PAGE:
ASWB Advanced Generalist Content Outline

The Association of Social Work Boards (ASWB) Advanced Generalist exam is designed to test those with a Masters in Social Work (MSW) over a vast array of topics pertaining to their discipline. It is one of several steps those who hold MSW’s must take in order to obtain official state licensing and be able to practice or work many of the social work jobs that are in existence.

Many people who are facing the ASWB Advanced Generalist exam want to know what the exam will be testing. While it is easy to find information on the five overarching content categories that the test will question them on, it is not as easy to find more specific details about what each of these content categories will contain. This guide is aimed at helping you narrow down what is fair game for the exam and what isn’t so that studying doesn’t have to be so hard!


Content Area One: Human Development, Diversity & Behavior in the Environment
This area has four main subsections that questions will be based on, and they are: Models of human growth and development through the lifespan, models of functioning of various systems, effects of the environment on systems’ behavior, and diversity discrimination and stereotypes.

For this portion of the exam, it is good to be both familiar and comfortable with feminist theory, addiction theories, conflict theories, the family life-cycle, and different models of human/group development, the socialization process, impact of social and economic status’ on individuals, and the effects of discrimination based on culture or economic background.

This portion of the test will account for 18% of your total test score.


Content Area Two: Micro Assessment and Planning
This section of the test has six different subsections that questions will be based on, and they are: Use of assessment instruments and methods, use of social history, impact of life stressors on systems, intervention planning, assessments of strengths and challenges, and identification of common indicators of risk and disorders.

For this portion of the exam, it is good to be both familiar with psychological and educational tests and measurement, various methods use to assess client’s communication, motivation, or level of care required, components of biopsychosocial history, components of an individual’s history, the effects of stressors on individuals and families, the effects of life crisis on the individual and family, methods used to create behavioral objectives, how to assess clients’ strengths and challenges, effects of body image, and psychotropic/non-psychotropic prescriptions and their side-effects on the client.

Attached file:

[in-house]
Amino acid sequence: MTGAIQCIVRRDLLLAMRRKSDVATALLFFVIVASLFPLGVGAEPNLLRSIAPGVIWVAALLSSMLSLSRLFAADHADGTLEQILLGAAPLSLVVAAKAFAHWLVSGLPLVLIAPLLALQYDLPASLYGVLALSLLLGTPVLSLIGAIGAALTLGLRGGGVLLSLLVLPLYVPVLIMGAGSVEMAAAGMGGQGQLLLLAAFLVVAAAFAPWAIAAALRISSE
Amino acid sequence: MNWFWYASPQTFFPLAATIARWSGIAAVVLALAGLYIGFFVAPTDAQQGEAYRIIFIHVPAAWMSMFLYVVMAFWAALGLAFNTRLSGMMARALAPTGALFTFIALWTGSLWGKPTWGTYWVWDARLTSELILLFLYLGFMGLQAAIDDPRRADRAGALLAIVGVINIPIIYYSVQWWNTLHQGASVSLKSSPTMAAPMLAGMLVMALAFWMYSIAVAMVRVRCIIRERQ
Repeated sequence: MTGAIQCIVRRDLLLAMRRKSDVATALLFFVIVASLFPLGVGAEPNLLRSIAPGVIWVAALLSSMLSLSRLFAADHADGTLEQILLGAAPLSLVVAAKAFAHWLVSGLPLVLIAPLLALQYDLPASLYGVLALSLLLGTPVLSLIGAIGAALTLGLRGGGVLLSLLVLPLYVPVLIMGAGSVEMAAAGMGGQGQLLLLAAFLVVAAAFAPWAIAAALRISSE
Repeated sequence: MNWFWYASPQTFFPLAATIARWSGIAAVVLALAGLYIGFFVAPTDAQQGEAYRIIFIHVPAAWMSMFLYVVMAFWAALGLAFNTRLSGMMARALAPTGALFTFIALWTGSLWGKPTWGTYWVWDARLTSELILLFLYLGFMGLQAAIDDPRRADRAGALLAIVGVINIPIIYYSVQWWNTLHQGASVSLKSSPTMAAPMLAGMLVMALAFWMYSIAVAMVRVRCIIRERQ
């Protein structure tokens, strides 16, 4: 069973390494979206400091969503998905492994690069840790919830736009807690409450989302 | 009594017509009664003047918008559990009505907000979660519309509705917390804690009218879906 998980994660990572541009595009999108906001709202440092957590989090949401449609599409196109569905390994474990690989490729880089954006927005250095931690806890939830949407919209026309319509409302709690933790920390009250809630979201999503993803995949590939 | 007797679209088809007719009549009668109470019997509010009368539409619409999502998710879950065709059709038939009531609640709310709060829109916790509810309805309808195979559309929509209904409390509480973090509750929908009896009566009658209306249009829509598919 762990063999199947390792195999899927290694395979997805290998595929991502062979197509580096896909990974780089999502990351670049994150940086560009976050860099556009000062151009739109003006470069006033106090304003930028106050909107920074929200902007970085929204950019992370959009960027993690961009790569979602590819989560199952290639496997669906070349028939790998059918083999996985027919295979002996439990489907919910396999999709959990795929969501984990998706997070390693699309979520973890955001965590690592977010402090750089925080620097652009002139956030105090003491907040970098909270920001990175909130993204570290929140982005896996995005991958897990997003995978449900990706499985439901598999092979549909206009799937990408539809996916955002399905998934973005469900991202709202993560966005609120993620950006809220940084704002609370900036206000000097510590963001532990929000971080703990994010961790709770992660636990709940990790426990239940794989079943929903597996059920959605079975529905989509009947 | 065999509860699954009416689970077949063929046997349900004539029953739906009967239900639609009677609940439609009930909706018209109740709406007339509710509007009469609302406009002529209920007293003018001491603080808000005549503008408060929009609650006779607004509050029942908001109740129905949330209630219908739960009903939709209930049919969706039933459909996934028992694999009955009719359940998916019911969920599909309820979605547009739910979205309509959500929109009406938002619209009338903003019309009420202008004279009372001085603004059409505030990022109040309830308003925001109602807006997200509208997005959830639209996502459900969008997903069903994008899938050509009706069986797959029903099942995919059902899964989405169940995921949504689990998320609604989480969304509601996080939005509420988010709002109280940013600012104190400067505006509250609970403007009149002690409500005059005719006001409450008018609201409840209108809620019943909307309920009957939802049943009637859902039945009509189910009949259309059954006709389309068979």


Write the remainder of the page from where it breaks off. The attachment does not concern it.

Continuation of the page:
This portion of the test will account for 22% of your total test score.


Content Area Three: Micro Practice and Social Work Relationships
This section of the test has four different subsections that questions will be based on, and they are: Application of theories, methods, and processes to microsystems, micro-intervention techniques, dynamics of the social worker-client relationship, and the application of evidence-based practices.

For this portion of the exam, it is good to be familiar with problem-solving models, behavioral approaches, small group theories, techniques to motivate clients, use of goal-setting, couples intervention and treatment approaches, process of co-therapy, concept of empathy/helping relationships, applying evidence-based practices to programs, and verbal/nonverbal communication techniques.

This portion of the test will account for 18% of your total test score.


Content Area Four: Macro Practice
This portion of the test, has ten different subsections that questions will be based on, and they are: Research methods and design, program evaluation and outcomes, record keeping and reporting, program developments, interdisciplinary collaboration, policy analysis/advocacy, theories and methods of social change, administration/management, supervision/consultation, and risk management.

For this portion of the exam, it is good to be familiar with types of service delivery programs/systems, use of networking, legislative advocacy, social planning methods, time management approaches, governance structures, models of group supervision/peer supervision, methods of managing critical incidents including debriefing for clients and staff, the policy implications of risk management, methods used to plan and assign work for staff, and policy implications of research findings.

This portion of the test will account for 18% of your total test score.


Content Area Five: Professional Values and Ethics
The final section of this test contains four different subsections that questions will be based on, and they are: values, boundaries, and ethics, confidentiality, self-determination, and professional responsibilities for ethical practice.

For this portion of the exam, it is good to be familiar with medical, ethical, and legal issues, professional boundary issues, process of obtaining informed consent, limits of self-determination, legal and ethical issues regarding confidentiality, including electronic information and the social worker’s various ethical responsibilities.

This portion of the test will account for the largest portion of the test at 24% of your total score.


Remember that this guide does not delve into every single caveat that the test will question you on, it is meant to give you a more specific direction and guidance in brushing your social-work knowledge base. If you want to get every specific, visit the ASWB website.

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